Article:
bogaardSOS Executive Director Joseph Bogaard began working for Save Our Wild Salmon as an organizer in 1996. He first got hooked on Northwest salmon restoration efforts while in graduate school where he authored a paper in the mid-1990s, exploring the then-relatively recent Snake River salmon listings under the Endangered Species Act, and how it might impact Northwest lands and waters, its energy system and tribal and non-tribal communities. Joseph lives outside of Seattle with his wife Amy and their children.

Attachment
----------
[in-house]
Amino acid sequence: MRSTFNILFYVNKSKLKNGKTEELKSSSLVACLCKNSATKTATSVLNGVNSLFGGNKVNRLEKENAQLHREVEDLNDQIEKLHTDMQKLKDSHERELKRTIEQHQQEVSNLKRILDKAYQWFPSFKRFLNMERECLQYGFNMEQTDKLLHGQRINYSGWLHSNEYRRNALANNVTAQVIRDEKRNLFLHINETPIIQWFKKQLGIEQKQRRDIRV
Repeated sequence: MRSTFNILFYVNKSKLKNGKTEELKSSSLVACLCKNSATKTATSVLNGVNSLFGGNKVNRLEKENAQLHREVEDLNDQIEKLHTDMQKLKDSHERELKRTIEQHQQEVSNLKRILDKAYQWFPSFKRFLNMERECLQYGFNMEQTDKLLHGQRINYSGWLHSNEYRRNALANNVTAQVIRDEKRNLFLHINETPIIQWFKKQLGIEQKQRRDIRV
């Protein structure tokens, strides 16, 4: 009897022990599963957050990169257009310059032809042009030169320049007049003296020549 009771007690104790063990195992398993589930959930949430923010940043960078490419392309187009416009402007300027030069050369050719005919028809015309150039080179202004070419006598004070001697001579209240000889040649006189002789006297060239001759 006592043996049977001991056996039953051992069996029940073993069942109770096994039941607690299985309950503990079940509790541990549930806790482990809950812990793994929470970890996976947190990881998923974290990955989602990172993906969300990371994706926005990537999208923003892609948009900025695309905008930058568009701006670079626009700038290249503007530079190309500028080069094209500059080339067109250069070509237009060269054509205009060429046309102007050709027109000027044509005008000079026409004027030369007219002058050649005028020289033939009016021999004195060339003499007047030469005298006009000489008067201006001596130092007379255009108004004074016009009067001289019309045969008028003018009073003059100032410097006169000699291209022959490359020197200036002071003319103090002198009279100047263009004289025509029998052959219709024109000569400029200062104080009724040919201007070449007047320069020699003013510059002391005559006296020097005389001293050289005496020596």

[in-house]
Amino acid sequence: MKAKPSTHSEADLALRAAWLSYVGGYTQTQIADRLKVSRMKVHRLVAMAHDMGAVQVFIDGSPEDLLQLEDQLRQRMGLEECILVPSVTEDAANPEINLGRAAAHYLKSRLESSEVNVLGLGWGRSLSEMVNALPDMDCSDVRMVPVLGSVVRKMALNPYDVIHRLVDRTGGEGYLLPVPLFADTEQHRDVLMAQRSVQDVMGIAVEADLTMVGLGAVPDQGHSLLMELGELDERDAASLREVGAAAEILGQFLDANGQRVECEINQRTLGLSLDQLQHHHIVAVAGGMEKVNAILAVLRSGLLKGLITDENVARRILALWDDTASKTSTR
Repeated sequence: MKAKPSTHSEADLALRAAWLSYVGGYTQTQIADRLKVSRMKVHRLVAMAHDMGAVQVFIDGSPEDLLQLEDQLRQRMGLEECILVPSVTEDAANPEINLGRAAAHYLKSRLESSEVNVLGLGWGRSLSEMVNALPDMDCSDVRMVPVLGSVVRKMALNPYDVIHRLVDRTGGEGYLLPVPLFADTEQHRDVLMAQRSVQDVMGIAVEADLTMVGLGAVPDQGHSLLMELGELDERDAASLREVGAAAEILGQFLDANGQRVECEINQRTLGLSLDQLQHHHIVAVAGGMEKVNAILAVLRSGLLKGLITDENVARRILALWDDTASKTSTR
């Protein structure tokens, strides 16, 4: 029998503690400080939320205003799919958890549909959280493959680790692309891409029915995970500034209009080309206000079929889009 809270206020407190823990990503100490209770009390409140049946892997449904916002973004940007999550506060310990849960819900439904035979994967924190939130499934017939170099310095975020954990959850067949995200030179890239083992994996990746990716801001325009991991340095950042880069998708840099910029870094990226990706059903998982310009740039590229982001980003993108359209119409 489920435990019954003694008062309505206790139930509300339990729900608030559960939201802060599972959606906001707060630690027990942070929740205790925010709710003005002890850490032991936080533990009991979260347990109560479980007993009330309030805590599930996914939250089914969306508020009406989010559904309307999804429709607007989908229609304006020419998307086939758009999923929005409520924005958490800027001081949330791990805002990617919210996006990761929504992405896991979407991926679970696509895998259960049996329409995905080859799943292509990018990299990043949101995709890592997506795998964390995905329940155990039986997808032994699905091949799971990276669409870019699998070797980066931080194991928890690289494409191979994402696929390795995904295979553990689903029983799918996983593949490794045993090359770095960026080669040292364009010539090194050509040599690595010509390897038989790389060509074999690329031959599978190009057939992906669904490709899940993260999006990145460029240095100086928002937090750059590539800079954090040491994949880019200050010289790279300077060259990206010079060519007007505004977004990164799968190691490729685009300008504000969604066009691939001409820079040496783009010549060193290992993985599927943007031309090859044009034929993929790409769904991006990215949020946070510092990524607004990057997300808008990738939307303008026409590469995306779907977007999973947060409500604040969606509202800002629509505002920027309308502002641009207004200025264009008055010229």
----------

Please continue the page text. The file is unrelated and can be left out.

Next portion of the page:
• Scientists' White Letter: Southern Resident Killer Whales & Columbia/Snake River Chinook: A Review of the Available Scientific Evidence (Feb. 2020)  PDF
• Salmon Scientists' Letter to Governor Inslee's Southern Resident Orca Recovery Task Force (Oct. 2018)  PDF
• The Importance of Commercial & Recreational Fishing in Washignton State (Jan. 2020)  PDF
• Letter to Rep. Derek Kilmer signed by Lutheran Bishop Richard Jaech and 76 other clergy and lay leaders in the 6th Congressional District (August 2020)  PDF